Two key objections to state same-sex marriage laws emerged during last week’s debate in the Tasmanian Upper House. These objections have since been raised by Victoria’s political leaders and are likely to surface as NSW, South Australia, and the ACT move towards marriage equality.
So what are they and do they hold water?
The first is that a marriage under a state same-sex marriage law is not full equality and only allows for a "second-rate" form of marriage. One aspect of this is argument is geographical reach.
As Victorian Labor leader, Daniel Andrews, has pointed out, a state marriage law would not be recognised in other states or federally, at least not yet: "I don’t think anyone would be served well by having a marriage that is recognised in Wodonga but not in Albury."
There’s an obvious double standard here. Between 1994 and 2007 the states legislated one-by-one to recognise same-sex de facto relationships. It wasn’t until 2008 that this recognition migrated to the federal level. Yet no-one objected to this recognition on the basis that it occurred state-by-state.
Many important reforms occur state-by-state in Australia and there’s no reason same-sex marriage should be an exception.
The other aspect of the "equality" concern is more worrying. Religious and political opponents of marriage equality have labelled marriages under state laws as "second-rate" because states can only legislate for same-sex marriages and not opposite-sex marriages.
Again, this is a double-standard. You never hear anyone declare that marriages under the federal Marriage Act are second-rate because that statute is limited to opposite-sex couples.
The deeply-homophobic implication is that state marriage laws are second-rate precisely because they are for same-sex marriages. Most same-sex partners do not share the objection that a state same-sex marriage is not "full equality". Many don’t care where they marry, as long as they can marry somewhere in Australia, or under which statute the marriage is legitimated.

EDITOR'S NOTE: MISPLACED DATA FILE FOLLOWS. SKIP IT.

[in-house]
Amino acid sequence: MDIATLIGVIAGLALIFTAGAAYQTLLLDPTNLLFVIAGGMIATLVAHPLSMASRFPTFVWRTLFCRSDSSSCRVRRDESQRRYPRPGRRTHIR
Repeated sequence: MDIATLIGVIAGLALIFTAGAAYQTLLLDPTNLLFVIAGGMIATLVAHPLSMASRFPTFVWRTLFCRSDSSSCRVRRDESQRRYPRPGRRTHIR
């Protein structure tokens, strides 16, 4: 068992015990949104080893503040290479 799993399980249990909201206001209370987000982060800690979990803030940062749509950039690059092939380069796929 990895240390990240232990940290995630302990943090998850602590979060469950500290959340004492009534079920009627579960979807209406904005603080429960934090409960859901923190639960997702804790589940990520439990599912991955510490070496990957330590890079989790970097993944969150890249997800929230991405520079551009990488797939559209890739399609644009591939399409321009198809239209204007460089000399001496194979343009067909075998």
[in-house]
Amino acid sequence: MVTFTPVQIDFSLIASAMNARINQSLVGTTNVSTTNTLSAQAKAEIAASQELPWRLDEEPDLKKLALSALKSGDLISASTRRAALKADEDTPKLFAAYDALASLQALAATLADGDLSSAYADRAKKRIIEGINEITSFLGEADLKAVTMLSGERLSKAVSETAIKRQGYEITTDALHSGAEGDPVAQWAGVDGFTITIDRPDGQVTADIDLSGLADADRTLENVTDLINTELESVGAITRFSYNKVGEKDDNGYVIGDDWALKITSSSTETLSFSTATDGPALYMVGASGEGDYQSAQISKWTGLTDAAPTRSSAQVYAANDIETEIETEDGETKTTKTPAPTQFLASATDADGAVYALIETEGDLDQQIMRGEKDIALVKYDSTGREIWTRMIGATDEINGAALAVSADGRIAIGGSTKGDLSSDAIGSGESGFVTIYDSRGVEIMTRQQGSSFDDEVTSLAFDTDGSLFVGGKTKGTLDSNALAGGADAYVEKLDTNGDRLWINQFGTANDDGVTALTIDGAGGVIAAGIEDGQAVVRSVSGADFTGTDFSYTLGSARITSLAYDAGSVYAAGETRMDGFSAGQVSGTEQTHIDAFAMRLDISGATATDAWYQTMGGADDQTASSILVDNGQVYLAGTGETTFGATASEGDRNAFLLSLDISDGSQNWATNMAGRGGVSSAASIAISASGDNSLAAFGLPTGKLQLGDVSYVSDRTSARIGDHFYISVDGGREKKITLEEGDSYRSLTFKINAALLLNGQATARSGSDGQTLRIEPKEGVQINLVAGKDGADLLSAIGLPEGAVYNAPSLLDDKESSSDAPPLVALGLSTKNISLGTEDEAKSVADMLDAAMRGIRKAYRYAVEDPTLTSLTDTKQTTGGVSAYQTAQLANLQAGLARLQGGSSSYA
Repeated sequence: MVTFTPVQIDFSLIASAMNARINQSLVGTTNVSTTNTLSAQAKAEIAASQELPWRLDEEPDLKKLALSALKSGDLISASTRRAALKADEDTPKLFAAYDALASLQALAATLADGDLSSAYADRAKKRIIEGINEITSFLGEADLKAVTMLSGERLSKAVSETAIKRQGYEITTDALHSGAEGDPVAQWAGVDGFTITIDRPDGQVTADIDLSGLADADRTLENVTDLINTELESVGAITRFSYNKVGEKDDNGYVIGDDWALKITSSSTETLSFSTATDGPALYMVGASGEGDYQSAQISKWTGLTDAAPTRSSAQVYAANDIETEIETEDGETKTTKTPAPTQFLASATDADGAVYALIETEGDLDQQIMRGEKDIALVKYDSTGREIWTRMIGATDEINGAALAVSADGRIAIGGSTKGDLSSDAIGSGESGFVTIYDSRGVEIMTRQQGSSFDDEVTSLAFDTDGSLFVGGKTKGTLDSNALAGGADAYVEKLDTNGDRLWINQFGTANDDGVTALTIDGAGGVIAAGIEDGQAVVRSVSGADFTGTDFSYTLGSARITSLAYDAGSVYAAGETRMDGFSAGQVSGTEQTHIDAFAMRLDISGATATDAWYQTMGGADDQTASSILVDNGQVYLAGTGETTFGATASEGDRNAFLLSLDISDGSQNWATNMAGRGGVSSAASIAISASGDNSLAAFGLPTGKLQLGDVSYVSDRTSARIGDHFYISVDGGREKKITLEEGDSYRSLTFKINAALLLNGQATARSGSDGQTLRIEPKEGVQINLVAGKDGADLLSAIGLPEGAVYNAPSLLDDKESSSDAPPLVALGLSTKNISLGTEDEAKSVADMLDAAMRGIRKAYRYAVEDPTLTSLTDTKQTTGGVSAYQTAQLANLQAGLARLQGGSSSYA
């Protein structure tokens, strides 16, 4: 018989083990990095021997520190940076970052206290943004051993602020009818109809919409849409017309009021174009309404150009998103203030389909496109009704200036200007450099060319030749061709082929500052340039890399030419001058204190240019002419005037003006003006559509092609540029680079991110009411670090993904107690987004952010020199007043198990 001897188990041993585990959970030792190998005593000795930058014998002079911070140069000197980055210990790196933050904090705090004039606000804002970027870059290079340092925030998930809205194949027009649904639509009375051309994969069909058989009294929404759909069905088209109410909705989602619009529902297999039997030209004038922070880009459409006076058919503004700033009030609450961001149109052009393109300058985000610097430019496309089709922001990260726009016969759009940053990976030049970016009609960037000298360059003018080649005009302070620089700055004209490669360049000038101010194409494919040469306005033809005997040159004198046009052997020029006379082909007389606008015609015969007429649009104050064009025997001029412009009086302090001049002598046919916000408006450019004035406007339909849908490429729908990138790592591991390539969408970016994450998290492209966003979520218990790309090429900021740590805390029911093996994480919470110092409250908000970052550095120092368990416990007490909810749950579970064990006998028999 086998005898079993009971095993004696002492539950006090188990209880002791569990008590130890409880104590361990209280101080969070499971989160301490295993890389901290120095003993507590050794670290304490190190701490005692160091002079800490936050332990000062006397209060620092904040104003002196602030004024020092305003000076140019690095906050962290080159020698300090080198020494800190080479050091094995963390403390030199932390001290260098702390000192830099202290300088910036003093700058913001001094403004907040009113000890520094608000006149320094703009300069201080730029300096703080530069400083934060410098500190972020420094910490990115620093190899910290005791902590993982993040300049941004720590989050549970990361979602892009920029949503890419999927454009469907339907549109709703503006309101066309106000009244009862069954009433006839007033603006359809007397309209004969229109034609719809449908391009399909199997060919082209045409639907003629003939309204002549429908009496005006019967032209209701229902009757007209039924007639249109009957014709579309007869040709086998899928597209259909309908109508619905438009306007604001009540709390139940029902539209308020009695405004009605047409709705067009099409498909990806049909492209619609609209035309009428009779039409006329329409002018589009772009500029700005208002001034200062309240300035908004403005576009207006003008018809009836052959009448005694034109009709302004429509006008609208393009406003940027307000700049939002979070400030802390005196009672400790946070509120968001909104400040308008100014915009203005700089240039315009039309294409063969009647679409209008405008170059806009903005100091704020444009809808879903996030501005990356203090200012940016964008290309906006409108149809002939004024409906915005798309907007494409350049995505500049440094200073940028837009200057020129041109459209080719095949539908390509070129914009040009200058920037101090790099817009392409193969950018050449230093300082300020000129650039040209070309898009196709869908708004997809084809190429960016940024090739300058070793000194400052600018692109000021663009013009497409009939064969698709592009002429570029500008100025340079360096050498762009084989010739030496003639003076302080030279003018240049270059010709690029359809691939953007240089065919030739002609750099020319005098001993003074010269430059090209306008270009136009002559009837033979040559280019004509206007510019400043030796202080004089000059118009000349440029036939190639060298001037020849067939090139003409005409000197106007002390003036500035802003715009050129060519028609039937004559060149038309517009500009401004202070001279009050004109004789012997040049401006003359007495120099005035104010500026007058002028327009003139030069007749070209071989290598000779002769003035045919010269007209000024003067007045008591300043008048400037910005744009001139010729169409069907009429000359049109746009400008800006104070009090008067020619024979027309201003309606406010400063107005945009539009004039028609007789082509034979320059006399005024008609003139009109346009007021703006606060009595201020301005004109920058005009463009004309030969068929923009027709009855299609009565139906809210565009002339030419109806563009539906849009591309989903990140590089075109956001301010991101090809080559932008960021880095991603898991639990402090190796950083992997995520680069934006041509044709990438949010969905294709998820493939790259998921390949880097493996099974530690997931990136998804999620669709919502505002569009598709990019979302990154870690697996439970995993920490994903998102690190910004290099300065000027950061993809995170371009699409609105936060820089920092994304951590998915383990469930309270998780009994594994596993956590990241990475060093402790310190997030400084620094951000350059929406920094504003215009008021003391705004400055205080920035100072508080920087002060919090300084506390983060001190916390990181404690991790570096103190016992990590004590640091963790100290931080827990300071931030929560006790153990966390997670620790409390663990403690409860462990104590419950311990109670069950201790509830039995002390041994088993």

The primary aim of many same-sex partners is to have the option of standing before their family and friends and legally marrying, which is exactly what a state law allows them to do. Objections that ignore this human reality, fail to grasp what is really at stake in the same-sex marriage debate.
The other main objection to state same-sex marriage laws is that marriage is properly a federal issue and state laws are a constitutionally risky enterprise.
It is a fact that the constitutional power to make laws for marriage is shared by the Commonwealth and the states. That’s the reason all marriages were solemnised under state laws until the federal Marriage Act was passed in 1961.
So the assertion that "marriage is a federal issue" must be political, not legal.
Clearly, the framers of the constitution did not think marriage was federal. What has changed that would make it so now? The obvious answer is the centralisation of power in Canberra to the point where everything of importance is seen as best handled by the federal government (even if, in the case of same-sex marriage, the feds have shown they can’t handle the issue at all).
The same lack of confidence in state powers can be seen in concern about the risk of losing a High Court challenge.
State same-sex marriage laws have a constitutional question mark hanging over them.
If they are challenged in the High Court it will be on the basis that when John Howard limited the federal Marriage Act to heterosexuals in 2004 he was effectively banning same-sex marriage too.
The counter argument is that there’s no explicit ban on solemnising same-sex marriages in the federal Act so the states can do what they want.
No-one can predict which argument will prevail.
In Tasmania, opponents of same-sex marriage played up this uncertainty, producing wildly exaggerated prognostications about the likelihood of a loss and how much it would cost.
In doing so they touched a raw nerve in Tasmania’s Upper House about the state’s poor record of defending itself in the High Court.
But the lack of confidence state politicians have in their power to effect reform through the federal system is not limited to Tasmania, and we are bound to see similar concerns expressed in other states.
Even though states pass laws that raise constitutional questions all the time, the risks associated with a same-sex marriage law will be exaggerated for political purposes, and politicians with no faith in themselves will fall for it.
The state same-sex marriage debate has exposed the double standards and concealed homophobia of some politicians. Worse, it has shown how ineffective state leaders have become in asserting the authority of their states and the rights of their citizens.
When same-sex marriages finally do occur under a state law, it will be at the hands of leaders who believe in the power of the states to make a positive difference in the lives of ordinary people.
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